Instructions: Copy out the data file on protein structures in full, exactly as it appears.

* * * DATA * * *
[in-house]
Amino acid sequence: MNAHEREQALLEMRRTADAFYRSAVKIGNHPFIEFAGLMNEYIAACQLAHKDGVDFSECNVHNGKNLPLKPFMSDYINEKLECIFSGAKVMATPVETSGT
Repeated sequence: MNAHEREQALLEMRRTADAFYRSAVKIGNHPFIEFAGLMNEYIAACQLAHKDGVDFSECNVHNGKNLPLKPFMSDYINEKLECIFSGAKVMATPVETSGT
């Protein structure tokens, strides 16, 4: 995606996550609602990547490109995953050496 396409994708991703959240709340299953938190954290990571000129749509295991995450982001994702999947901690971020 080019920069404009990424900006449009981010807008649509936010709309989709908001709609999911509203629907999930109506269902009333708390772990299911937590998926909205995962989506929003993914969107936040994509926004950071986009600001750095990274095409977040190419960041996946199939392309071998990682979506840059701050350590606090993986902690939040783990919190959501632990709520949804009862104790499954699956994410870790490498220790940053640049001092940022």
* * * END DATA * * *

[in-house]
Amino acid sequence: MNAHEREQALLEMRRTADAFYRSAVKIGNHPFIEFAGLMNEYIAACQLAHKDGVDFSECNVHNGKNLPLKPFMSDYINEKLECIFSGAKVMATPVETSGT
Repeated sequence: MNAHEREQALLEMRRTADAFYRSAVKIGNHPFIEFAGLMNEYIAACQLAHKDGVDFSECNVHNGKNLPLKPFMSDYINEKLECIFSGAKVMATPVETSGT
């Protein structure tokens, strides 16, 4: 995606996550609602990547490109995953050496 396409994708991703959240709340299953938190954290990571000129749509295991995450982001994702999947901690971020 080019920069404009990424900006449009981010807008649509936010709309989709908001709609999911509203629907999930109506269902009333708390772990299911937590998926909205995962989506929003993914969107936040994509926004950071986009600001750095990274095409977040190419960041996946199939392309071998990682979506840059701050350590606090993986902690939040783990919190959501632990709520949804009862104790499954699956994410870790490498220790940053640049001092940022």